He may have inherited wealth and position, but the Cancer boss will seldom rest on his family’s laurels. He has to prove he can stack up the gold pieces on his own. Still, he’s not greedy. He’s truly sympathetic and charitable, without being naive about it. To him, charity begins at home. His family comes first. Next, his business. After that, it’s your turn-and everybody else’s. No one can be as big-hearted and financially generous when the recipient is deserving, and when there’s really nowhere else he can go for help. The crab will make his gesture then-and it • won’t be small. Just remember that there’s a wide berth between honest charity and rash speculation. He has a soft heart, but he doesn’t have a soft head.
In reality, your Cancer boss is a deeply sensitive, gentle person, and basically insecure. Success calms many of his inner fears, and that’s why he pursues it so devotedly. When he’s hurt, and that may be far more frequently than you realize, he crawls into his hard shell. It’s also a Cancerian defense when he doesn’t get what he wants, and it often works to his advantage. People always feel sorry for a crab who has retreated inside his shell, and sometimes they’ll promise quite a bit to coax him back out.
There are lots of female Cancerian bosses, too. Almost every single Cancer woman you’ll ever meet has worked at sometime in her life, is working now, or is bossing you now. She may be in love with love, but it will have a rival in her job that can win in a walk. She won’t be happy with emotional security alone, even if she sometimes thinks she would. To all Cancerians, happiness is a twin-money and affection in equal measure. The female crab probably detests housework, anyway. Most Cancer women do. If you’ve heard differently, it’s because of the attachment they have to the kitchen. Actually, these women would much rather compete in a man’s world, with all their sensi-jtive feelings, than drudge through the daily routine of j sweeping and dusting and dusting and sweeping, with an i occasional mopping thrown in to relieve the monotony. | They hate to admit it, and their homes are usually pleasant | enough places, clean or messy, but they do dislike being ; housewives. The affection and protection that goes with it I is dandy, but the furniture polish they can do without In most ways, the women executives don’t differ essentially from the men, with one exception. The girl crabs dont wear trousers and white shirts and ties. They wear gentle smiles to hide tender hearts and hard shell minds, usually topping it off with feminine and romantic clothing.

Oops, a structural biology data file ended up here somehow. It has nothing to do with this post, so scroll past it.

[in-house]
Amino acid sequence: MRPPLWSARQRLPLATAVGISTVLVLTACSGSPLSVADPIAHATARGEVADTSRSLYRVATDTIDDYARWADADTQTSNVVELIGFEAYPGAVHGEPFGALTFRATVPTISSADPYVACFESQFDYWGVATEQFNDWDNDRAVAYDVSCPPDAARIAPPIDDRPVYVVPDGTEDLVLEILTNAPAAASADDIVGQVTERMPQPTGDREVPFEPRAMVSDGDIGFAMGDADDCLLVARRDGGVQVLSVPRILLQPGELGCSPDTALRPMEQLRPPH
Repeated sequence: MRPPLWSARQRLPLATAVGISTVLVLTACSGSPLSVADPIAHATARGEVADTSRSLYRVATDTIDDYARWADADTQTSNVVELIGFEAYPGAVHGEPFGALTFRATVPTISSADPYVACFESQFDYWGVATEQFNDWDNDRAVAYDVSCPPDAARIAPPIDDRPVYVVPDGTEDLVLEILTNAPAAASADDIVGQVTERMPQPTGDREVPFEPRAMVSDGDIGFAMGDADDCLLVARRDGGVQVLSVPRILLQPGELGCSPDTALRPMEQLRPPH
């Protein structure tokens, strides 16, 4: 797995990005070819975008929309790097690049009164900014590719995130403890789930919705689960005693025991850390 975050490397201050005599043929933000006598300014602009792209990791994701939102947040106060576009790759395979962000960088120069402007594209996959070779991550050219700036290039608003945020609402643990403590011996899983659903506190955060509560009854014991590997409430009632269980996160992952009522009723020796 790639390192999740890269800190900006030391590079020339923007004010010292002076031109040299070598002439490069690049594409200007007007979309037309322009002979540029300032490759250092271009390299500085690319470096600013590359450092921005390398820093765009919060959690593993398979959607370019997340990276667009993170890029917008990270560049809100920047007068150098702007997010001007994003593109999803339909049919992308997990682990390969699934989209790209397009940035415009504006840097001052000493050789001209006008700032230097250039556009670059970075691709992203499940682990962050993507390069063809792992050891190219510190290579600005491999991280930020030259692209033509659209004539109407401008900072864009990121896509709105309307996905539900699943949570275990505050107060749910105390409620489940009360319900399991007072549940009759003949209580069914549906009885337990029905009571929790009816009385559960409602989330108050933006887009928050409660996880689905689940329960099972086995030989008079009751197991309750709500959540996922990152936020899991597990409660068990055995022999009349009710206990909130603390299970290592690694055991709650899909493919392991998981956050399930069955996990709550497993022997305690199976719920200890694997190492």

All Cancer bosses have a remarkable insight into your feelings. They’ll understand everything you say with uncanny accuracy, and the unnerving part is that they’re also perceptive enough to sense the meaning of the words you leave unspoken, so watch what you leave unspoken. Cancerians aren’t really loners. They may act like it at times, when they’re passing through a cranky or depressed mood, but they usually surround themselves with people. Solitude is fearful to most crabs, except to those who have sought it because of very deep wounds very early in life, and even they are miserable alone, though they may not consciously realize it.
It’s good to work for a Cancerian executive. Youll Ie am more in one month from him than you will in a year from other bosses. The most important thing you’ll learn is consideration. A Cancer boss drives a hard bargain, but he’s fair while he’s being shrewd. Playing a game of win or lose with the big guys who hold the blue chips is one thing. Taking advantage of the innocent is another.
I He’s essentially a kind and decent man, who’s moved to deep pity by both cruelty and misfortune. Courtesy and compassion aren’t old-fashioned words to him. They are part of his gentleman’s code. If your intentions are sincere, your motives are sound and your heart is honest, he’ll back you through mistaken opinions and personal troubles.
The crab waits patiently and tenaciously, with both eyes wide open. His mind remains alert and practical, but his heart dreams, and the dreams are as magic as the moonlight that stirs him. They can take him on a glamorous, exciting trip around the world, or inspire him to build a towering industry that uses its excess profits to encourage scientific research which will help humanity. But every dream is built on a solid foundation. His poetry is beautiful, but it always makes sense.
As for that joke, make sure you tell it to him at lunch, not on company time. If it’s about plain people and has a good point, hell laugh. Then you’ll find out what he’s really like. Watch his eyes, and you’ll see that the lunar laugh is a bright and brave answer to inner fears and hurts that only the patient crab, with his gentle heart and tough shell, could dare to give.